Response to parliamentary question on tackling fault line formation from immigration and socio-economic status trends
Mr Gan Thiam Poh: To ask the Minister for Culture, Community and Youth what has and will the Government do to prevent (i) fault lines from class and immigration issues to develop (ii) erosion of our Singapore identity and (iii) gaps in the socio-economic status of Singaporeans.
Ms Grace Fu, Minister for Culture, Community and Youth:
1 IPS Working papers No. 37: Faultlines in Singapore: Public Opinion on their Realities, management & Consequences. Respondents were asked whether if they agree that “you can learn a lot from the cultures that foreigners of diff nationalities bring into Singapore” and “(It is) good to have people of different nationalities living in the same neighbourhood”.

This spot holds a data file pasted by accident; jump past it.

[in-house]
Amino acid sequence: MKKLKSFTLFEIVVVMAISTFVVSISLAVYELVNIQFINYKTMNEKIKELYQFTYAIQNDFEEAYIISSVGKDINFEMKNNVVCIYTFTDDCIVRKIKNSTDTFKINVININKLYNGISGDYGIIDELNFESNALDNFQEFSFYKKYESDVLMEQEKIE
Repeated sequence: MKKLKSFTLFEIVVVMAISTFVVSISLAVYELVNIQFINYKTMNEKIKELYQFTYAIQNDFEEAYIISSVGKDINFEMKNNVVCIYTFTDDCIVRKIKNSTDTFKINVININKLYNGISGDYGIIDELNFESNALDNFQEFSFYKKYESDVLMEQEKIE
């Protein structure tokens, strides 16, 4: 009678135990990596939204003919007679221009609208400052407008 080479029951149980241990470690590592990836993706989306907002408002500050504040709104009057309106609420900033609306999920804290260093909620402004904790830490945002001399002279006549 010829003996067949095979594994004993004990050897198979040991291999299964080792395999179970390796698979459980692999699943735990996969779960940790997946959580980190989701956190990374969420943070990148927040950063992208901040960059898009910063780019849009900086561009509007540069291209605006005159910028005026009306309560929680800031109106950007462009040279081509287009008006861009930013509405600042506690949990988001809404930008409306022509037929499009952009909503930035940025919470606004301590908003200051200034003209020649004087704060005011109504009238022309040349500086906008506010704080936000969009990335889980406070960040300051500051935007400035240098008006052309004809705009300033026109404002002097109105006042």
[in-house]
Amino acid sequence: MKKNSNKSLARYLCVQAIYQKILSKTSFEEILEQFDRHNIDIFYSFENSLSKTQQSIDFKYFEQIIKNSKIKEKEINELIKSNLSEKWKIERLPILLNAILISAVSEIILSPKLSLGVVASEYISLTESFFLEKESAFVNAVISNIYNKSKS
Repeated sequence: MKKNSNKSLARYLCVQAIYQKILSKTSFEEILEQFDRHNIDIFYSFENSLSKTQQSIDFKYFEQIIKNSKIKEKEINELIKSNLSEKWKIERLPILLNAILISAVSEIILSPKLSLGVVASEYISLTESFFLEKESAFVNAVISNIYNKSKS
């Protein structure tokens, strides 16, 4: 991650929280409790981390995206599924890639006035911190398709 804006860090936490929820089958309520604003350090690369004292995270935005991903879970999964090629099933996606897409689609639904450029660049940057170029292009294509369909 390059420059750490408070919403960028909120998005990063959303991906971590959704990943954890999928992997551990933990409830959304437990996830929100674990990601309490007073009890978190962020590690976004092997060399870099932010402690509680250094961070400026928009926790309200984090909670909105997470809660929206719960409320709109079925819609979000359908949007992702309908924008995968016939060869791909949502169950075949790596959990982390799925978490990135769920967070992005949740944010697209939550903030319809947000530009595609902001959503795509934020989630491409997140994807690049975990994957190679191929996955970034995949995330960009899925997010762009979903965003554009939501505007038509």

2 IPS 2017 Social Capital Study found a fair amount of racial, religious and nationality-types of diversity in Singaporeans’ social networks, with lesser diversity across class and education.
3 Government’s efforts against inequality has led it to stabilise in the last 10 years. The Gini co-efficient was 0.458 in 2018, similar to the 0.459 in 2017 and 0.458 in 2016. After accounting for Government taxes and transfers, the 2018 figure was even lower at 0.404. Income growth per member for households in the lowest quintile was 3.1 per cent per annum on average over the last 10 years (2008 to 2018). This is on par with the median household which was at an average of 3 percent. (MOM and DOS data, 2019)
4 These include Self-Help Groups, Social Service Agencies, grassroots organisations, corporates and citizen volunteer groups.